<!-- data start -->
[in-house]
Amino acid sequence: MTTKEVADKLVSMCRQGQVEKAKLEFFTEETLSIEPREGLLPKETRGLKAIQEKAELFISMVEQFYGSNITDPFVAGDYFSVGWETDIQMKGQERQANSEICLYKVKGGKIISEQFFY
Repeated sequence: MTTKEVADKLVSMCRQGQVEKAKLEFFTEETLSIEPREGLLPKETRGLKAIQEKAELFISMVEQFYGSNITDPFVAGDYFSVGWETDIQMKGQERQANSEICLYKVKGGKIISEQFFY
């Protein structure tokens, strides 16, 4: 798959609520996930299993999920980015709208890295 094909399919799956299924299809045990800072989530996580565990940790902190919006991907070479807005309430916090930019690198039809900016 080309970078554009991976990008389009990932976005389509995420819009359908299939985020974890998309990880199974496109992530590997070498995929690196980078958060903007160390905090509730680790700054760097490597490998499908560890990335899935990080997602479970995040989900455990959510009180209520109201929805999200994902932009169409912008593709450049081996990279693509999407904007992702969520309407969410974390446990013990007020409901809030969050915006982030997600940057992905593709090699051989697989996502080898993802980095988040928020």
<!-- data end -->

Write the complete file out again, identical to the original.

[in-house]
Amino acid sequence: MTTKEVADKLVSMCRQGQVEKAKLEFFTEETLSIEPREGLLPKETRGLKAIQEKAELFISMVEQFYGSNITDPFVAGDYFSVGWETDIQMKGQERQANSEICLYKVKGGKIISEQFFY
Repeated sequence: MTTKEVADKLVSMCRQGQVEKAKLEFFTEETLSIEPREGLLPKETRGLKAIQEKAELFISMVEQFYGSNITDPFVAGDYFSVGWETDIQMKGQERQANSEICLYKVKGGKIISEQFFY
């Protein structure tokens, strides 16, 4: 798959609520996930299993999920980015709208890295 094909399919799956299924299809045990800072989530996580565990940790902190919006991907070479807005309430916090930019690198039809900016 080309970078554009991976990008389009990932976005389509995420819009359908299939985020974890998309990880199974496109992530590997070498995929690196980078958060903007160390905090509730680790700054760097490597490998499908560890990335899935990080997602479970995040989900455990959510009180209520109201929805999200994902932009169409912008593709450049081996990279693509999407904007992702969520309407969410974390446990013990007020409901809030969050915006982030997600940057992905593709090699051989697989996502080898993802980095988040928020």